Posted on

EMS official: Less than adequate service provided

Harrison County Emergency Medical Services Director Gary Kleeman requested permission from the Harrison County Board of Commissioners Monday night to move forward with a proposal to add two EMT positions, which would provide another available ambulance during peak hours (noon to midnight).
‘The bottom line is we’re providing less than adequate service at this point in time,’ Kleeman told the board.
He said a good figure to follow is one ambulance for every 10,000 residents.
Now, estimates show the county has more than 41,000 residents and only 3-1/2 available ambulance crews.
‘We need to bump it up a notch,’ Kleeman said.
Kleeman said on a few occasions they’ve had calls for an ambulance run but no ambulance available.
‘Multiple times we’ve lucked out and someone was in the office and able to throw a truck together,’ he said. ‘Sooner or later there’s going to be a bad outcome.’
The county’s population has continued to rise, causing the EMS calls for service to rise along with it.
The EMS staff has not increased in 10 years.
‘And you can see the results of that with the response time,’ Kleeman said.
Response time averages are the gold standard to measure EMS departments, he said.
The percentage of runs that take more than 10 minutes to arrive has increased in 11 of the county’s 12 townships (the exception is Boone) since 2009, according to data compiled by Kleeman.
With the yearly Medicaid checks to EMS expected to be about $105,000, Kleeman said they’ll be able to pay for the two new positions.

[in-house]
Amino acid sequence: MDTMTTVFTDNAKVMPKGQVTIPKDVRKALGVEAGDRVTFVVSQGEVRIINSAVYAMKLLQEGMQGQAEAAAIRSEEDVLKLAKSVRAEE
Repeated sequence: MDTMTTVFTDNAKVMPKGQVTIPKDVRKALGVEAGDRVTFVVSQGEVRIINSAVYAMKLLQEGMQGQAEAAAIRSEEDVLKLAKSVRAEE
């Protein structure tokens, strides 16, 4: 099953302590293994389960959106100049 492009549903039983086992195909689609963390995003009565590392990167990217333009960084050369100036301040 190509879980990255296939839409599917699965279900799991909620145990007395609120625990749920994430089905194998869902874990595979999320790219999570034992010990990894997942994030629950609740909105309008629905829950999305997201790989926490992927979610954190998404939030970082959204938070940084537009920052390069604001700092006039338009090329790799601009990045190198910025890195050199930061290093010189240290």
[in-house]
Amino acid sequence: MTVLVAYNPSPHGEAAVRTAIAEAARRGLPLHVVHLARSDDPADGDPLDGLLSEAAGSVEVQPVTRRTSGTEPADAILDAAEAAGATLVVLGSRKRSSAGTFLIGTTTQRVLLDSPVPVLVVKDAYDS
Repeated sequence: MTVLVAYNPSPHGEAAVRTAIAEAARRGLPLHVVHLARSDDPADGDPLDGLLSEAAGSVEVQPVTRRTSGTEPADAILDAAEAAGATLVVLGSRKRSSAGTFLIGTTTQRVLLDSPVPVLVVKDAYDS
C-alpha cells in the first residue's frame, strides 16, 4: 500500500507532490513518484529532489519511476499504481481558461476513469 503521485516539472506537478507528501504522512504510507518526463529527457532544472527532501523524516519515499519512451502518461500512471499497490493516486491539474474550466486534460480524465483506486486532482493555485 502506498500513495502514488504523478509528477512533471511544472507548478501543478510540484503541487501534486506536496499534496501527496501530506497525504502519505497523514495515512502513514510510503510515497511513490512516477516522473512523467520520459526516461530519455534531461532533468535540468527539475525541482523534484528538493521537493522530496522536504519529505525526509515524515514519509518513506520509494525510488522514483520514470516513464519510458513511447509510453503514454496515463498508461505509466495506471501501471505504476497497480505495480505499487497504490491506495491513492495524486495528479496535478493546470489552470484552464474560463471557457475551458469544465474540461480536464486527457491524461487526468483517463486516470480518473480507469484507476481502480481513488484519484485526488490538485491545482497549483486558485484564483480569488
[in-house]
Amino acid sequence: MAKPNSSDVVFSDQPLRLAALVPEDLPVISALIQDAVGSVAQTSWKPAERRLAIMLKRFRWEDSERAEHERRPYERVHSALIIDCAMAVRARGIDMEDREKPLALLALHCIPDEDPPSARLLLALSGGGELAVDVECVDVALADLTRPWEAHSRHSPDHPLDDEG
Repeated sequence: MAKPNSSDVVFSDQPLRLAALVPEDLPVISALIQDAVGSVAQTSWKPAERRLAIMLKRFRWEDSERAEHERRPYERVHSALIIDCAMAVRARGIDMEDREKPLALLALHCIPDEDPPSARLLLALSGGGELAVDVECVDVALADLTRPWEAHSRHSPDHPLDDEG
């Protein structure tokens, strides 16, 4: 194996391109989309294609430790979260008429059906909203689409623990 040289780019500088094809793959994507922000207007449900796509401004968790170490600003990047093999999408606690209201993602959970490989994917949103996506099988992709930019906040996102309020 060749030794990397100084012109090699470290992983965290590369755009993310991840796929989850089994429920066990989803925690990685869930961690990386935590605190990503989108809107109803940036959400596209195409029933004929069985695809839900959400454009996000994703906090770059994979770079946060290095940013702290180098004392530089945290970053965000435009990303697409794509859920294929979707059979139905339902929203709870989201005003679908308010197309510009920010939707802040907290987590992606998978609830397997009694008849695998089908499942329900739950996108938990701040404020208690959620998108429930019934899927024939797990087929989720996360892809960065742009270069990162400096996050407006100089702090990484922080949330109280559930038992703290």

The two combined positions will cost approximately $82,000, he said.
‘Hopefully, it’ll reduce response time,’ Kleeman said.
The commissioners said Kleeman should inform the council of the proposal because the county funds the EMS shortfall each year.
‘I think it’s a good idea,’ Commissioner George Ethridge said.
Kleeman mentioned two EMS officials who received awards this year: Jeff Melvin, 2015 EMT of the Year, and Ramsey Vance, who was named a Healthcare Hero by the Indiana EMS for Children for his work with car seats.
In other business, the board made a motion to classify all elected officials as full-time, meaning they’re eligible for insurance and PERF.
‘That’s a tough one to make,’ Ethridge said of the motion. ‘I don’t think I can make it. I may second it, but I’m not going to make it.’
In 2013, the commissioners unanimously voted to not allow insurance for elected positions they thought were part-time, including themselves, councilpersons, surveyor and coroner.
‘It’s inherently unfair to the taxpayer, that’s what I think,’ Ethridge said.
Commissioner Jim Klinstiver agreed, and said the state is forcing them to do something they don’t want to do.
According to the Affordable Care Act, anyone who works 30 hours or more is considered full-time.
‘The council has made the claim they do work 30 hours a week,’ Ethridge said. ‘If that’s the case, then they’re entitled to health care. I have nothing to refute the fact they work 30 hours.’
With that, Ethridge made the motion to reinstate those positions as full-time. It passed unanimously.
Ethridge and Commissioner Kenny Saulman said they would not accept the insurance, as did Councilwoman Holli Castetter, who was in the audience.
‘It’s a sad day,’ Ethridge said. ‘I have to wonder if this is an unintended consequence of Obamacare.’
The commissioners next meeting will be Monday, Jan. 4, at 8:30 a.m. at the Government Center in south Corydon.

LATEST NEWS